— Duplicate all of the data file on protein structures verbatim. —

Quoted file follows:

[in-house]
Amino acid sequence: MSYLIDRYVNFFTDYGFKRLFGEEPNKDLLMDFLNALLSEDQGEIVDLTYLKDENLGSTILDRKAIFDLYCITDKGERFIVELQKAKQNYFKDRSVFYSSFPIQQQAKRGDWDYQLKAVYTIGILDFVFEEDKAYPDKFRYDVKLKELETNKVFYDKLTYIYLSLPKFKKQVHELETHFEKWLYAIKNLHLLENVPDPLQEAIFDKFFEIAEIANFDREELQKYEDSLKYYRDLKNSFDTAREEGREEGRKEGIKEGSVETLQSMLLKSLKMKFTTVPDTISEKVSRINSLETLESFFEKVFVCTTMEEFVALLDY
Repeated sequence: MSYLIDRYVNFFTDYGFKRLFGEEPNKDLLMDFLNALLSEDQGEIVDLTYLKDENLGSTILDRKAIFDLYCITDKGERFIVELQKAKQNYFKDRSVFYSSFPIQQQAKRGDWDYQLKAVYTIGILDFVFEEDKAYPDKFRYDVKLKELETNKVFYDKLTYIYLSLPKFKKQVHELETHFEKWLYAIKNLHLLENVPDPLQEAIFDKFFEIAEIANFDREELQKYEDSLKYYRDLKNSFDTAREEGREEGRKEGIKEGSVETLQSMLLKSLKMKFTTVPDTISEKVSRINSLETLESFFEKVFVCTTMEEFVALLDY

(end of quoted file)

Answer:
[in-house]
Amino acid sequence: MSYLIDRYVNFFTDYGFKRLFGEEPNKDLLMDFLNALLSEDQGEIVDLTYLKDENLGSTILDRKAIFDLYCITDKGERFIVELQKAKQNYFKDRSVFYSSFPIQQQAKRGDWDYQLKAVYTIGILDFVFEEDKAYPDKFRYDVKLKELETNKVFYDKLTYIYLSLPKFKKQVHELETHFEKWLYAIKNLHLLENVPDPLQEAIFDKFFEIAEIANFDREELQKYEDSLKYYRDLKNSFDTAREEGREEGRKEGIKEGSVETLQSMLLKSLKMKFTTVPDTISEKVSRINSLETLESFFEKVFVCTTMEEFVALLDY
Repeated sequence: MSYLIDRYVNFFTDYGFKRLFGEEPNKDLLMDFLNALLSEDQGEIVDLTYLKDENLGSTILDRKAIFDLYCITDKGERFIVELQKAKQNYFKDRSVFYSSFPIQQQAKRGDWDYQLKAVYTIGILDFVFEEDKAYPDKFRYDVKLKELETNKVFYDKLTYIYLSLPKFKKQVHELETHFEKWLYAIKNLHLLENVPDPLQEAIFDKFFEIAEIANFDREELQKYEDSLKYYRDLKNSFDTAREEGREEGRKEGIKEGSVETLQSMLLKSLKMKFTTVPDTISEKVSRINSLETLESFFEKVFVCTTMEEFVALLDY